The Ivy League Doesn’t Teach Everything

A common complaint about the Ivy League gang is that we lead very sheltered lives. People on the outside imagine our lives to be one long champagne-soaked yacht ride, a life where all of our wants and needs are taken care of and mummy and daddy’s charge card is always on hand.
In reality, though, more than half of Princeton’s student body is on financial aid, and a very large percentage of that is on nearly 100% financial aid. In addition to that, students spend a lot of time in the summer traveling to developing countries, doing community service in struggling neighborhoods, and generally getting their hands dirty. And yet, the myth persists…and for good reason.
There are a lot of different ways people can be “sheltered.” Ivy Leaguers may not all be rolling in wealth, but they still have an embarrassing lack of practical knowledge across the board. Because most of us spent our young lives with our noses stuck in books or playing some sport obsessively, we don’t really know how to, well, get along in the real world.
Most of us can’t change a tire, balance a checkbook, buy health insurance, or even iron a shirt properly. We take our laundry home for the parents to do whenever possible, and we hold off getting our hair cut until we can get home too. We’re good at buying the stuff we need online, but don’t ask us to pick out the right screws from a hardware store or a good cut of meat from the butcher. We’re learned and ridiculously mature in some ways, and yet so unaware in many others.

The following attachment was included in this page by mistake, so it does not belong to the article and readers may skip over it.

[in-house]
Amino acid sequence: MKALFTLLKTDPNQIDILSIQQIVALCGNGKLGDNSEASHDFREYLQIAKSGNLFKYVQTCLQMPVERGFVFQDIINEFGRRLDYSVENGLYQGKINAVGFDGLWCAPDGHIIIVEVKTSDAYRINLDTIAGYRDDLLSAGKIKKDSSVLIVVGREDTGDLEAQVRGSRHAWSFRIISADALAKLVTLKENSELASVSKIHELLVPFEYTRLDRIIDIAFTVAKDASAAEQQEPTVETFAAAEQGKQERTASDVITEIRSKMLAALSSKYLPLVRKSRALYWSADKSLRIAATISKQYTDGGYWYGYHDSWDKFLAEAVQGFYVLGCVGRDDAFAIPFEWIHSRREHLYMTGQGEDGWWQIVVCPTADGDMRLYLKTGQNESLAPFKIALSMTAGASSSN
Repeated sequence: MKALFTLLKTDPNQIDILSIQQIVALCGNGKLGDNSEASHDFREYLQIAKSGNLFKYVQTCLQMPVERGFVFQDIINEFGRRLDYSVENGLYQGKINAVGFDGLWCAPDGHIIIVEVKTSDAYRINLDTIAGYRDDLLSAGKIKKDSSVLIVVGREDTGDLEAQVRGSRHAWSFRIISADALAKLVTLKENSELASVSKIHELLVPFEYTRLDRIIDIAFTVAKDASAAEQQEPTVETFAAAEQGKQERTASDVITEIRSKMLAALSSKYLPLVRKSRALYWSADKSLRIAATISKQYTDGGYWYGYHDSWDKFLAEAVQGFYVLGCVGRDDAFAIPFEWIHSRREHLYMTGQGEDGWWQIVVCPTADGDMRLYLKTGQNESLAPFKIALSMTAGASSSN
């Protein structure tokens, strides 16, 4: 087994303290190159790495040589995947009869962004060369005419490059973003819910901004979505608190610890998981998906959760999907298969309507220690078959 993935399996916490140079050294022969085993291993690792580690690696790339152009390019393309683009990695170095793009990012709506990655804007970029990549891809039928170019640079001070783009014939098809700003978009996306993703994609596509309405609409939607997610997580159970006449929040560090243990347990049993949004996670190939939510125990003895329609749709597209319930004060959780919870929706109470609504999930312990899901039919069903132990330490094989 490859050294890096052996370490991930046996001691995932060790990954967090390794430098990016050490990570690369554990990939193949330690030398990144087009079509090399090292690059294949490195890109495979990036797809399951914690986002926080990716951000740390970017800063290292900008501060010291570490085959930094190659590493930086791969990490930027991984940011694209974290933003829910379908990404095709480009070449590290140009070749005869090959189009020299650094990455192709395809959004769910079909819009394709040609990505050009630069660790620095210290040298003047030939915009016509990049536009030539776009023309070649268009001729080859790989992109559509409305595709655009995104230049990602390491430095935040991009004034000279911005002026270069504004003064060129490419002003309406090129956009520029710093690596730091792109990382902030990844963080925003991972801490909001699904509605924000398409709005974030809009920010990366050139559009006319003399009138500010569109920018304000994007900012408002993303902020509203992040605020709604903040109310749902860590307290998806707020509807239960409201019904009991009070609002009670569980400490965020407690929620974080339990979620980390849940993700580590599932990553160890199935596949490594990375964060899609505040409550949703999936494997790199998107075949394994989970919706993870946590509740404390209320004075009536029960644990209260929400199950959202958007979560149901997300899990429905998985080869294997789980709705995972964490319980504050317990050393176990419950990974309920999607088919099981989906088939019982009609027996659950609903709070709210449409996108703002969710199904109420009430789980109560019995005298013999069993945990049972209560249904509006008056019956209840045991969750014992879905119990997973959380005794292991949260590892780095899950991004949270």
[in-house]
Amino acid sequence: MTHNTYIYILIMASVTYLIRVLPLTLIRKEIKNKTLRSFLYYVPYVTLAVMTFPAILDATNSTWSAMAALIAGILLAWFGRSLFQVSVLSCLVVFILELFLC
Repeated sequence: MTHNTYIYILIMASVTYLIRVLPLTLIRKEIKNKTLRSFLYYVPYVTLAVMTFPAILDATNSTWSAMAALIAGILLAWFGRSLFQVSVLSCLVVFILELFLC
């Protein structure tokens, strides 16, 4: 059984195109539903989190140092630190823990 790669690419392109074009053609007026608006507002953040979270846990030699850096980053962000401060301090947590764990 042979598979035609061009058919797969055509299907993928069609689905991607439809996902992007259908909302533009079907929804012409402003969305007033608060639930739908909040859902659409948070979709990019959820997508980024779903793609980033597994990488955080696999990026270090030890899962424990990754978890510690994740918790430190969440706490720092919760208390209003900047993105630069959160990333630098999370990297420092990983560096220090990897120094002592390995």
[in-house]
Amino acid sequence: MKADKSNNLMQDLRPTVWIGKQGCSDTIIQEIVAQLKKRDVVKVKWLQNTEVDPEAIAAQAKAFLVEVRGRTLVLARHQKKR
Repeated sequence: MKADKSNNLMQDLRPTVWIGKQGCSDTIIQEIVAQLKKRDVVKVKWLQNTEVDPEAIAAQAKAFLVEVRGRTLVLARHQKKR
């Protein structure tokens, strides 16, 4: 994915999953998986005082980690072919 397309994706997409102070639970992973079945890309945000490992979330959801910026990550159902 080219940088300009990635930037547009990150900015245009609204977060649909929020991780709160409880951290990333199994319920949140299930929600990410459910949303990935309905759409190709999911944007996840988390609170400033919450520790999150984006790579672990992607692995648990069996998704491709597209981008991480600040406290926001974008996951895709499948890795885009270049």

I know the Ivy League is all about giving students a top-notch liberal arts education, but it would be great if they could give us a little practical knowledge as well; the stuff we didn’t have time to learn from our parents because we were too busy studying for the SAT’s. I say, if we’re going to be the leaders of tomorrow, we ought to know how the world really works on the micro level.
We should be able to take a class on real world knowledge, whether it’s fixing a leaky faucet, cooking, or tying a full Windsor knot in a tie. Because the college life may involve memorizing the events that led up to the Civil War, or surfing the internet for some answers, but one day we’ll suddenly be expected to know about Grown-Up Stuff, and who’s going to teach us that?

Oversharing, Feminism, and the New American Twenty-Something
Oversharing, Feminism, and the New American Twenty-Something
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